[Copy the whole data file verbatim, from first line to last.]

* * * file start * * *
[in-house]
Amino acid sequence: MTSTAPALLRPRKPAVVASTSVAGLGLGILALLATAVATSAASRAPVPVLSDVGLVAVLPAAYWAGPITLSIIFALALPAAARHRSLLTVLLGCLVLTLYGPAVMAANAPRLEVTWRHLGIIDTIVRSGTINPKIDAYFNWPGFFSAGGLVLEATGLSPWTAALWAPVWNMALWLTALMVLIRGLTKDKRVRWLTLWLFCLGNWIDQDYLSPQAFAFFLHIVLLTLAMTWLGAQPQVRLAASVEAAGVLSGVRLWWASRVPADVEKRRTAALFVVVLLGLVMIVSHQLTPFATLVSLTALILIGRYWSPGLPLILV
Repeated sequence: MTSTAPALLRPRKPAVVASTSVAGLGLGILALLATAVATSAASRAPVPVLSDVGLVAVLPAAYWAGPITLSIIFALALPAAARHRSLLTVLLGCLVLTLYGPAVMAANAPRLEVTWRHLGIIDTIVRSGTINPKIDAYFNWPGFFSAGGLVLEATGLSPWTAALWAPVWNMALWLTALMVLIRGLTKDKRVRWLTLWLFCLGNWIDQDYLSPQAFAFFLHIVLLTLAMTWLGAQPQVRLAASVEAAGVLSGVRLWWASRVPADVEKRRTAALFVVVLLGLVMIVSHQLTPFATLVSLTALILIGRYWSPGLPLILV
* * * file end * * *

[in-house]
Amino acid sequence: MTSTAPALLRPRKPAVVASTSVAGLGLGILALLATAVATSAASRAPVPVLSDVGLVAVLPAAYWAGPITLSIIFALALPAAARHRSLLTVLLGCLVLTLYGPAVMAANAPRLEVTWRHLGIIDTIVRSGTINPKIDAYFNWPGFFSAGGLVLEATGLSPWTAALWAPVWNMALWLTALMVLIRGLTKDKRVRWLTLWLFCLGNWIDQDYLSPQAFAFFLHIVLLTLAMTWLGAQPQVRLAASVEAAGVLSGVRLWWASRVPADVEKRRTAALFVVVLLGLVMIVSHQLTPFATLVSLTALILIGRYWSPGLPLILV
Repeated sequence: MTSTAPALLRPRKPAVVASTSVAGLGLGILALLATAVATSAASRAPVPVLSDVGLVAVLPAAYWAGPITLSIIFALALPAAARHRSLLTVLLGCLVLTLYGPAVMAANAPRLEVTWRHLGIIDTIVRSGTINPKIDAYFNWPGFFSAGGLVLEATGLSPWTAALWAPVWNMALWLTALMVLIRGLTKDKRVRWLTLWLFCLGNWIDQDYLSPQAFAFFLHIVLLTLAMTWLGAQPQVRLAASVEAAGVLSGVRLWWASRVPADVEKRRTAALFVVVLLGLVMIVSHQLTPFATLVSLTALILIGRYWSPGLPLILV